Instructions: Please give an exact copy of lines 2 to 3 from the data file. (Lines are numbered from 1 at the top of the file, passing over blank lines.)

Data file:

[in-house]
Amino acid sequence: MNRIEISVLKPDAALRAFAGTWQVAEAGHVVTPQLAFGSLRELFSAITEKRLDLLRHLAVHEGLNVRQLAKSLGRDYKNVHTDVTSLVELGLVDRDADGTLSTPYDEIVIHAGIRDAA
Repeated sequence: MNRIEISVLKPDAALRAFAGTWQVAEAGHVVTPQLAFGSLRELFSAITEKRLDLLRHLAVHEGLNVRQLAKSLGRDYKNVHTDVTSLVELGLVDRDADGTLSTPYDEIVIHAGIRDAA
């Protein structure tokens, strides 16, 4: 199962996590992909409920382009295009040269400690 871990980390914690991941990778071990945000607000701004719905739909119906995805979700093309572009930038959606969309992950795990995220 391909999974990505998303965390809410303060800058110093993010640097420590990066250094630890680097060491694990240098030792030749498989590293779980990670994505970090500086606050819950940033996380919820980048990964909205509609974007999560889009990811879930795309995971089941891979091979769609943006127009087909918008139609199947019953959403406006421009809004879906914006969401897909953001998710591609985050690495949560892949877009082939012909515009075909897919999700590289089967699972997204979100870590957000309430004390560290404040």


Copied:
Amino acid sequence: MNRIEISVLKPDAALRAFAGTWQVAEAGHVVTPQLAFGSLRELFSAITEKRLDLLRHLAVHEGLNVRQLAKSLGRDYKNVHTDVTSLVELGLVDRDADGTLSTPYDEIVIHAGIRDAA
Repeated sequence: MNRIEISVLKPDAALRAFAGTWQVAEAGHVVTPQLAFGSLRELFSAITEKRLDLLRHLAVHEGLNVRQLAKSLGRDYKNVHTDVTSLVELGLVDRDADGTLSTPYDEIVIHAGIRDAA